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How much should I pay into my pension?

It’s a big question, and in pensions they generally don’t come much bigger! So, is there a magic number you should be aiming to save? Each person’s retirement is different, so how much you are going to need in your pension savings, and therefore how much you should be saving now, depends entirely on what you personally plan to do once you are retired.Unfortunately, there’s no special calculation or formula to make deciding how much you should be saving easier. The simple solution to ensuring you have enough in your pot when you need it is to pay in as much as you can afford to now, whatever your age. And to start saving into your pension as soon as you can.

Getting started

If you’re already paying into a pension, that’s great! Go straight to the next section.

If you’re not paying into a pension, never fear. You could be enrolled into your workplace pension scheme. Providing you are over 22, earn over £10,000 a year and regularly work in the UK, by law your employer must enrol you into a pension. And the great news is your employer must contribute a minimum of 3% of the value of your salary each year into your workplace pension. Coupled with your own contributions and tax relief from the government (equalling 5%), your pension pot will be building nicely during your employed years.

There is of course, the option for self-employed people to pay into a personal pension instead. Whatever job you do, speaking with a regulated financial adviser is worth its weight in gold to make sure you are making the right decision for your future.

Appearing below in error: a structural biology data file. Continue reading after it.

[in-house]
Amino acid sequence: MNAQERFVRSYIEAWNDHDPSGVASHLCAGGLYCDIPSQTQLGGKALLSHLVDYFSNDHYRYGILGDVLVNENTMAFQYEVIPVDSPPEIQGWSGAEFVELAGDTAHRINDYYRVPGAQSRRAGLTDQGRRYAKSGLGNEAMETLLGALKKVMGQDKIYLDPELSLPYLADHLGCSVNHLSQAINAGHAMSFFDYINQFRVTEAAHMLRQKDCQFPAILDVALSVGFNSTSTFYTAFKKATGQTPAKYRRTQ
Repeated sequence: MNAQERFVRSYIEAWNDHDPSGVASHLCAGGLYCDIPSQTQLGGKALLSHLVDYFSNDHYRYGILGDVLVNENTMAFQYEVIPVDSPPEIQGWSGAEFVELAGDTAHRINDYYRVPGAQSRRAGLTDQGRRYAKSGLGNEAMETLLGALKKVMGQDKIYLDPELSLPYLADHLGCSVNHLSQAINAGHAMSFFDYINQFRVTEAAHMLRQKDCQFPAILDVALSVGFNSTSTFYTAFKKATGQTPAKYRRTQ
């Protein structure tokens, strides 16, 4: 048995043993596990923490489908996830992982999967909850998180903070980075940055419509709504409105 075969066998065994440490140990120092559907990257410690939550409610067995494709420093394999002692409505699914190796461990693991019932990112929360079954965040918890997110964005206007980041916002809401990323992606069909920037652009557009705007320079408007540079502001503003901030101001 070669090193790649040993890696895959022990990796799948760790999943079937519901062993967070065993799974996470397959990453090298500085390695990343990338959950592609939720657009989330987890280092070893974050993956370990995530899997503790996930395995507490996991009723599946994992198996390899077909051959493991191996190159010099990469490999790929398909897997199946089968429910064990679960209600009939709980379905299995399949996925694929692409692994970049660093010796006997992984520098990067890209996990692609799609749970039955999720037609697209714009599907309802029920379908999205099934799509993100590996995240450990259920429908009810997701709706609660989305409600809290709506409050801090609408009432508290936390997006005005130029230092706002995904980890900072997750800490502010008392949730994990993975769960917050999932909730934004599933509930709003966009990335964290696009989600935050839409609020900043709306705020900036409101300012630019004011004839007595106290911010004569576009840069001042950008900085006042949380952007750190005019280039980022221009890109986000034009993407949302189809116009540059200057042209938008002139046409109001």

Have a plan

Back to the magic number. The cost of living, inflation, life expectancy and your own personal plans are going to affect how much you need in retirement. You could set a target pension income and work backwards using an online pension calculator or help from an adviser to decide roughly how much you need to save now to achieve that figure. It’s not an exact science but thinking about whether you see yourself just getting by or have grander plans and need the money to fulfil these is helpful.

How much should I pay into my pension?

Top up your pension contributions

Could giving up one posh coffee a week and paying that money into a pension really make that much difference to your pot size? Yes – and we’re talking possibly thousands!

Just a little more…

Let’s take a look at what could happen if Sarah, a 30-year-old office worker, gave up one posh coffee, costing £3.33, a week and instead paid that money into her pension.

Sarah is a member of her workplace pension scheme and pays in 5% of her salary, whilst her employer pays in 4%. If she plans to retire at 65, her pension pot could be worth £112,000.

However, if she decides to increase her pension payment by 1%, an extra cost of just £3.33 per week; her pension pot could be worth £125,000. So, the cost of one weekly coffee could boost her pension pot by £13,000! By nudging her contributions up again a few years later and paying in the occasional small, lump sum from her bonuses, Sarah boosted her pension pot even more!

Other important factors

There is always so much to pay out for now, be aware of your other commitments, especially unpaid debts, don’t over commit to your pension then give up. With auto enrolment you don’t even need to think about saving it comes straight out your pay.

Got a defined benefit scheme?

There also known as a final salary scheme and provide you with a valuable guaranteed retirement income. Typically, you’ll be asked to contribute to the scheme and it’s possible to increase the level of pension you receive. You could even target early retirement by paying more.

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